The profile can be installed on a Mac by double-clicking the file and entering administrative credentials to allow it to install. When installed, System Preferences – Network will contain a new “network device” called mydomain.tld VPN, with a padlock as an icon. It’s possible to start the VPN connection from here. It’s also possible to check the “Show VPN status in menu bar” checkbox, and manage the VPN by clicking the resulting icon.

iOS

The simplest way to install the profile on an iOS device is by mailing it and tapping the file from within Mail. After providing the device password to allow system changes, there will be a new “mydomain.tld VPN” profile in Settings – VPN. Select it and change Status to Connected.

Conclusion

We have enabled a simple and secure way to reach our home network and to reach the Internet via a known and trusted gateway from our Apple devices even when on the move.
With the proper client configuration, the same principles should be applicable to a client running any modern operating system.

IKEv2 IPsec VPN with pfSense and Apple devices

Part 1: pfSense configuration

For a long time I’ve been content running a simple SSH gateway into my network, since I was severely bandwidth-limited.

The connection was secured in a number of ways I consider a sort of best practice: no remote login for the root account, key based (as opposed to password based) logon, and a custom port which doesn’t add any security per se, but which let me avoid the most common hammering from Asian botnets looking for a way in.

However now that I have a good connection, I have some use for accessing more bandwidth-hungry services from home – or, for that matter, to redirect my Internet traffic via my home when surfing the web over insecure Internet connections.

Here’s the first part of a howto that works with pfSense 2.4, macOS High Sierra (10.13), and iOS 11:

Certificates

The first thing we need is a set of certificates to for mutual identification and encryption between the clients and the VPN endpoint. We’ll start the process on the pfSense box:

CA Certificate

In SystemCert. manager, choose the “CAs” tab and Add a CA certificate.

Descriptive name: mydomain VPN-root-CA [year-month]
Method: Create an internal Certificate Authority
Key length: 2048
Digest algorithm: SHA256
Lifetime (Days): 3650
[Fill in everything down to but not including Common Name]
Common Name: mydomain.tld-vpnrootca

Save the certificate.

Server certificate

In System – Cert. manager, choose the “Certificates” tab and Add/Sign a Server certificate.

Method: Create an internal Certificate
Descriptive name: mydomain VPN-server [year-month]
Certificate Authority: mydomain.tld-vpnrootca
Key length: 2048
Digest algorithm: SHA256
Lifetime (Days): 3650
[….]
Common name: [FQDN of VPN gateway]
Certificate type: Server certificate
Alternative names: Type: FQDN or Hostname Value: [FQDN of VPN gateway]

NB! Do not forget to add an Alternative name even if it’s identical to the Common name!

Save the certificate.

Client certificate

In System – Cert. manager, choose the “Certificates” tab and Add/Sign a User certificate.

Method: Create an internal Certificate
Descriptive name: mydomain VPN-client [year-month]
Certificate Authority: mydomain.tld-vpnrootca
Key length: 2048
Digest algorithm: SHA256
Lifetime (Days): 3650
[….]
Common name: vpnclient.mydomain.tld
Certificate type: User certificate
Alternative names: Type: FQDN or Hostname Value: vpnclient.mydomain.tld

NB! Do not forget to add an Alternative name even if it’s identical to the Common name!

Save the certificate.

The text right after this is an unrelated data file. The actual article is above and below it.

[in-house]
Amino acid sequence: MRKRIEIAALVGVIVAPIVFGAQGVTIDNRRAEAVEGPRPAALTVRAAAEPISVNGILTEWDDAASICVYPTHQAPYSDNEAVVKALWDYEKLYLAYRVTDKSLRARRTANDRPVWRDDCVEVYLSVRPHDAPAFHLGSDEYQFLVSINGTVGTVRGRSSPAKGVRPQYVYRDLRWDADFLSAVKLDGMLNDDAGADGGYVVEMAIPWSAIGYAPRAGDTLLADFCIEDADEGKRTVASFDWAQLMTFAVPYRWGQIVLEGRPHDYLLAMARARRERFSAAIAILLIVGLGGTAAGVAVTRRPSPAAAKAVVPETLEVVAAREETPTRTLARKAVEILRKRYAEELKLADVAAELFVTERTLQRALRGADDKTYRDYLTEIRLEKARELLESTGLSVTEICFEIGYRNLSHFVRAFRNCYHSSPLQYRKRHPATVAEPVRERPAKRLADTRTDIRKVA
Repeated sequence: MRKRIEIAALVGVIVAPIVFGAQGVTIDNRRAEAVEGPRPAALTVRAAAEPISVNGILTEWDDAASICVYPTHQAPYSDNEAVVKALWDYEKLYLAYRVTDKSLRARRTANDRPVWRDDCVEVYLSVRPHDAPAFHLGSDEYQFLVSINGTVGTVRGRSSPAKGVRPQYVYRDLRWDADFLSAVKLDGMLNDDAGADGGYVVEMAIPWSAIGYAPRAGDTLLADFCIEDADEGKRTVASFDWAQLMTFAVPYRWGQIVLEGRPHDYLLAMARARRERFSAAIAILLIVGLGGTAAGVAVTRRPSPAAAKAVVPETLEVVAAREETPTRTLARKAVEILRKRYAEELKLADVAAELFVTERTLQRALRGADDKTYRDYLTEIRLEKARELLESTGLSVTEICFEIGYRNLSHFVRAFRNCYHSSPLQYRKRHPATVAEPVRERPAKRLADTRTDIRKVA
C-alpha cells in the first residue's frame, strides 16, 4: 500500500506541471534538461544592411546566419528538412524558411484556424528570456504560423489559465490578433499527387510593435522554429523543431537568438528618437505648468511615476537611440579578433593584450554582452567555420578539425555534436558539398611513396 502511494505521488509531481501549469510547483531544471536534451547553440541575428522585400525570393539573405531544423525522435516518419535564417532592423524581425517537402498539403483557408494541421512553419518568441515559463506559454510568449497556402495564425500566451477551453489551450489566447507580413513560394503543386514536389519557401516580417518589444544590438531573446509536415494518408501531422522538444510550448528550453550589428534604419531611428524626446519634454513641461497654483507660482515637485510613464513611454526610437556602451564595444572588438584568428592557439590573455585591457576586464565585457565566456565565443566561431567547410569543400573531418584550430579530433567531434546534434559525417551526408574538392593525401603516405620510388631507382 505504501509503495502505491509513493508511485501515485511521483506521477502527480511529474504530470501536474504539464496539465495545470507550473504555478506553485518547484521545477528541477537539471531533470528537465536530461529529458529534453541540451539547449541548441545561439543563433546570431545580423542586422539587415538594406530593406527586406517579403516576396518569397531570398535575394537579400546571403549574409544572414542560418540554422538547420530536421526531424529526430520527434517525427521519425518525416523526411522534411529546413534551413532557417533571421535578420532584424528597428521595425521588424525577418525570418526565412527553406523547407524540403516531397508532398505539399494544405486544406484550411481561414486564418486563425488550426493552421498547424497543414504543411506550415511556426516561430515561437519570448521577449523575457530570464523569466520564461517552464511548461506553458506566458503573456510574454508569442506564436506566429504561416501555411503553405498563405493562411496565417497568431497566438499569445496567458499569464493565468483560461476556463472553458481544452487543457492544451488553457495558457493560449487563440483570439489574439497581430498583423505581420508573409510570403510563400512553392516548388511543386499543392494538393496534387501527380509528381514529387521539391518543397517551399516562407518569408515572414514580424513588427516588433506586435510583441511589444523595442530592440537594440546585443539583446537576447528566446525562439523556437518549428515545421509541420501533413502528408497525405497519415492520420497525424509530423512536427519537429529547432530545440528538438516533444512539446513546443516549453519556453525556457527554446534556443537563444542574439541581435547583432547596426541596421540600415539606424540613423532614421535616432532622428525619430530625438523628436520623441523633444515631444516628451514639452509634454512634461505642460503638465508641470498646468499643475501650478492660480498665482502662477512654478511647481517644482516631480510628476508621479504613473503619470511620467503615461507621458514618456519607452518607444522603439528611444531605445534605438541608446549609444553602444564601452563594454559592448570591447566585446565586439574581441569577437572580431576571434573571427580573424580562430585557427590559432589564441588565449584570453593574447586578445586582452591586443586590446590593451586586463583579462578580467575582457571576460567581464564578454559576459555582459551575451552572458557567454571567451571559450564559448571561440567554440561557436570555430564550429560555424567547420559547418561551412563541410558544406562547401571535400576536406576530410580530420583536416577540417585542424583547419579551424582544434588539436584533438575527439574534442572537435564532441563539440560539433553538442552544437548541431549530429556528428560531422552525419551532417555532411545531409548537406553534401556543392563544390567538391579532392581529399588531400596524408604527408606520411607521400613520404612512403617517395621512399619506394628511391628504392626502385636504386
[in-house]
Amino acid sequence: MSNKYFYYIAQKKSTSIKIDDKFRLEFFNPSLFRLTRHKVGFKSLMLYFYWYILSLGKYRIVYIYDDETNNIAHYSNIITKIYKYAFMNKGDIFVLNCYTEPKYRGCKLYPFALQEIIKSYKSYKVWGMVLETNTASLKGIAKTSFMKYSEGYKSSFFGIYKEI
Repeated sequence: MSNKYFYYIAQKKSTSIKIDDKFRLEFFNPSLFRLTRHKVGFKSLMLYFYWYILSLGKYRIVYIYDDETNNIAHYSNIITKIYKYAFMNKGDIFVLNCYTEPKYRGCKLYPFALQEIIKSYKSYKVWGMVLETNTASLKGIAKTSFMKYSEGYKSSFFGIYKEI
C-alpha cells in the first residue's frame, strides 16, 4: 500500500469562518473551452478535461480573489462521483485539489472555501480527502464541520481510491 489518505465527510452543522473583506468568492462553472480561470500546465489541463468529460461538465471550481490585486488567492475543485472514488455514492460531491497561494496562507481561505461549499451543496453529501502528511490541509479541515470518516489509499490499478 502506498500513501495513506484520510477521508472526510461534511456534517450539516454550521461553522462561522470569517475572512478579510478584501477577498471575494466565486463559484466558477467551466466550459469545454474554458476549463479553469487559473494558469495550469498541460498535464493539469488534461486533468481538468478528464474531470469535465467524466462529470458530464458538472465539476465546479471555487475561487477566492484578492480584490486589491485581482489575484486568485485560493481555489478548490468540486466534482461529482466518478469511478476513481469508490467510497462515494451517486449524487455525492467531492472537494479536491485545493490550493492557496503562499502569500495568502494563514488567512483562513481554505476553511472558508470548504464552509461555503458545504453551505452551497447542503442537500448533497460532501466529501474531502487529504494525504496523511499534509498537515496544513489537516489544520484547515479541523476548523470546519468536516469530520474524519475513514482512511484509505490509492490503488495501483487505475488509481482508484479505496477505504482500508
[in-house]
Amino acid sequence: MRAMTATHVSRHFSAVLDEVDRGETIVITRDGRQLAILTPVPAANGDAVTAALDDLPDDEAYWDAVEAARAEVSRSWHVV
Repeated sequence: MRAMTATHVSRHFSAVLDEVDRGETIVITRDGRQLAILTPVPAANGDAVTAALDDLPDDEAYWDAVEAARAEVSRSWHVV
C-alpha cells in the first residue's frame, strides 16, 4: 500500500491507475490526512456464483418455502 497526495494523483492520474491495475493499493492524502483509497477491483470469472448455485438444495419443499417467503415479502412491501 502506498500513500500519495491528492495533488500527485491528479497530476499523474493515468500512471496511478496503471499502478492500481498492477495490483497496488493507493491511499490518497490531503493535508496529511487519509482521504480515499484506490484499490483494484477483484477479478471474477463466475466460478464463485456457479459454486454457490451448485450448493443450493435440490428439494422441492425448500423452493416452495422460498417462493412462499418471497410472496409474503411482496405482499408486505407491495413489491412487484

VPN configuration

Mobile Client settings

In VPN – IPsec, choose the “Mobile clients” tab and fill in the following values:

IKE Extensions: Enable IPsec mobile client support – checked
User Authentication: Source: Local Database
Group Authentication: Source: system
Virtual Address Pool: Provide a virtual IP address to clients – checked
Network configuration for Virtual Address Pool: 10.200.250.0/24
Provide a virtual IPv6 address to clients: Unchecked
Provide a list of accessible networks to clients:
Unchecked
Allow clients to save Xauth passwords (Cisco VPN client only).: Unchecked
Provide a default domain name to clients: Checked
Specify domain as DNS Default Domain: mydomain.tld
Provide a list of split DNS domain names to clients.: Unchecked
Provide a DNS server list to clients: Checked
[Fill in your DNS servers]
Provide a WINS server list to clients: Unchecked
Provide the Phase2 PFS group to clients: Unchecked
Provide a login banner to clients: Unchecked

Save the settings.

Phase 1 settings

In VPN – IPsec, choose the “Tunnels” tab and Add P1.

Disabled: Unchecked
Key Exchange version: IKEv2
Internet Protocol: IPv4
Interface: WAN
Description: IKEv2 Phase 1
Authentication Method: EAP-TLS
My identifier: Distinguished Name; [Common Name of your Server certificate]
Peer identifier: Any
My Certificate: [Descriptive Name of your Server certificate]
Peer Certificate Authority: [Descriptive Name of your CA certificate]
Encryption Algorithm: AES256-GCM
Key length: 128 bits
Hash: SHA384
DH Group: 20 (nist ecp384)
Lifetime (Seconds)28800
Disable rekey: Unchecked
Margintime (Seconds): 20
Disable Reauth: Unchecked
Responder Only: Checked
MOBIKE: Enable
Split connections: Unchecked
Dead Peer Detection: Checked
Delay: 10
Max failures: 5

Save the settings.

Phase 2 settings

In VPN – IPsec, choose the “Tunnels” tab, Show Phase 2 Entries, and Add P2.

Disabled: Unchecked
Mode: Tunnel IPv4
Local Network: Type: Network
Address: 0.0.0.0/0
NAT/BINAT translation: None
Description: IKEv2 Phase 2
Protocol: ESP
Encryption Algorithms: Check AES256-GCM/128 bits only
Hash Algorithms: Check SHA256 only
PFS key group: 20 (nist ecp384)
Lifetime: 3600
Automatically ping host: [empty]

Save the settings.

Firewall settings

In Firewall – Rules, choose the “IPsec” tab and Add a rule. In this case we’re not interested in limiting traffic, so it will be an “allow all” type rule:

Action: Pass
Disabled: Unchecked
Interface: IPsec
Address Family: IPv4
Protocol: Any
Source: Any
Destination: Any
Log: Unchecked
Description: Allow all VPN traffic to anywhere.

Save the firewall rule.

This is it for the firewall configuration. In the next part (Part 2) we’ll export the certificates and set up an Apple Configurator config for iOS and macOS devices.